In an interview with CTE Editor Alan Richter, Ira E. Friedman, precision tool education manager for The L.S. Starrett Co., Athol, Massachusetts, discussed surface roughness measurement, including the latest equipment developments, common challenges, noncontact measurement applications and profile parameters.
Ira E. Friedman is precision tool education manager for The L.S. Starrett Co. Image courtesy of L.S. Starrett
Cutting Tool Engineering: What are the latest trends and developments in surface roughness measurement equipment?
Ira E. Friedman: Users of metrology instruments, especially hand-held metrology devices, expect those instruments to have fundamental features, including the ability to communicate with smart devices. Full-color screens and graphical displays, which were rare only a few years ago, are now expected as standard features. Users also prefer USB charging, USB data storage and Bluetooth connectivity. Engineers and quality managers also now have surface measurement tools to examine numerous part parameters. With this development comes a host of quality improvements. While Ra may appear on the print, now they can examine a host of parameters, archive the data and explore ways to improve the process.
CTE: What common challenges do metrology equipment manufacturers and end users face?
Friedman: Surface roughness measurement devices are being used more and more in challenging environments, such as directly on the shop floor. This is forcing metrology manufacturers to design more robust systems while still offering the sensitivity to measure the finest details at high levels of accuracy. Surface roughness measurement equipment is evolving with new interfaces and smart technology. With the influence of smartphones and other intuitive devices, surface roughness measurement is easier, faster and less demanding to perform with a high degree of accuracy and reliability. However, the setup for measuring very small parts with a minimum radius can be difficult to achieve. This challenge is typically overcome by using a smaller cutoff value, resulting in a shorter trace. And in some cases, operators will benefit from training to interpret data.
The Starrett SR160 surface roughness tester performs a wide variety of parameters, from common Ra to more complex Rz1Max and Rsk parameters. Image courtesy of L.S. Starrett
CTE: What are the pros and cons of noncontact and contact surface measurement?
Friedman: Noncontact measurement has several key advantages over contact measurement, especially for measuring optical and fragile parts and when speed is critical. However, this typically comes with the disadvantage of significantly higher instrument cost. Contact measurement still tends to be preferred in industries that are more cost-sensitive when making the initial capital tool purchase, where more robust instruments are required and where existing standards are in place based on traditional contact methods. I do not see this changing in the immediate future. While conscious of high throughput demands, it comes at a price. Additionally, exploring new parameters and the need for smaller, user-friendly surface finish measuring devices is on the rise. We try to take the mystery out of surface roughness as the methodologies to collect the data have changed from the old surface finish sample card, where you would compare a sample from a texture card to a rapid reading. Now, highly accurate, smaller, intuitive packages that archive data points and allow a user to parse the data and explore a surface finish are available.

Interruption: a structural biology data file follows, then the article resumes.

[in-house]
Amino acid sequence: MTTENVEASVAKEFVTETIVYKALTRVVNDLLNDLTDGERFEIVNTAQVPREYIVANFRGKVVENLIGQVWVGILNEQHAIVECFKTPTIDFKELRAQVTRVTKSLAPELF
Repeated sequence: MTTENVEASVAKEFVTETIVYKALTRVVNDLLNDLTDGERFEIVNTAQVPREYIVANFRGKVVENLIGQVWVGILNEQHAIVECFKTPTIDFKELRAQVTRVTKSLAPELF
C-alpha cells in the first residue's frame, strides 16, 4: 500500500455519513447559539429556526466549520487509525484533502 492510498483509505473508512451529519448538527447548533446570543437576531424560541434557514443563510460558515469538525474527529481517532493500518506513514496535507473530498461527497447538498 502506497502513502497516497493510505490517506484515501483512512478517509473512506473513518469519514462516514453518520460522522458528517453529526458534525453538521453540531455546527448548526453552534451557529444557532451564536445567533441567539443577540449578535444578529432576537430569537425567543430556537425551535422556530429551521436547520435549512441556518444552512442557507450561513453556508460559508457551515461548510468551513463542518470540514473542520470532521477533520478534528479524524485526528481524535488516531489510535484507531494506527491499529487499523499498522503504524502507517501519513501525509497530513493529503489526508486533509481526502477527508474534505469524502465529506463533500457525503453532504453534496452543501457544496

A technician takes a measurement with the Starrett SR400 surface roughness tester. Image courtesy of L.S. Starrett
CTE: What are some of the approaches to parameter selection?
Friedman: Many surface roughness measurement instruments on the market come with a host of parameters built in—not just different parameters but also different filters and parameters based on different standards, such as ISO, JIS and ASME. One approach to parameter selection is to make sure you conform to the best practices in your industry. Many industries have trade associations that help define parameters used for certain parts or manufacturing processes. Another approach is to identify the characteristics of the specific fault being tested for and choose parameters sensitive to these characteristics. Also, many instrument manufacturers are happy to help with parameter selection. Default and/or automatic selection of parameters or filters is rarely a good practice because it will simply select the most common, not the most suitable. The main issue here is what factors about the part being tested are important. If the part is a crankshaft, it will experience different kinds of stresses versus a flat part. The user should strive to understand the application of the correct parameter, along with the correct cutoff value and filter, to eliminate both noise and much of the variability in the process, ultimately achieving a high level of repeatability and process capability.
Related Glossary Terms
Step that prepares a slug, blank or other workpiece for machining or other processing by separating it from the original stock. Performed on lathes, chucking machines, automatic screw machines and other turning machines. Also performed on milling machines, machining centers with slitting saws and sawing machines with cold (circular) saws, hacksaws, bandsaws or abrasive cutoff saws. See saw, sawing machine; turning.
- flat ( screw flat)
flat ( screw flat)
Flat surface machined into the shank of a cutting tool for enhanced holding of the tool.
Science of measurement; the principles on which precision machining, quality control and inspection are based. See precision machining, measurement.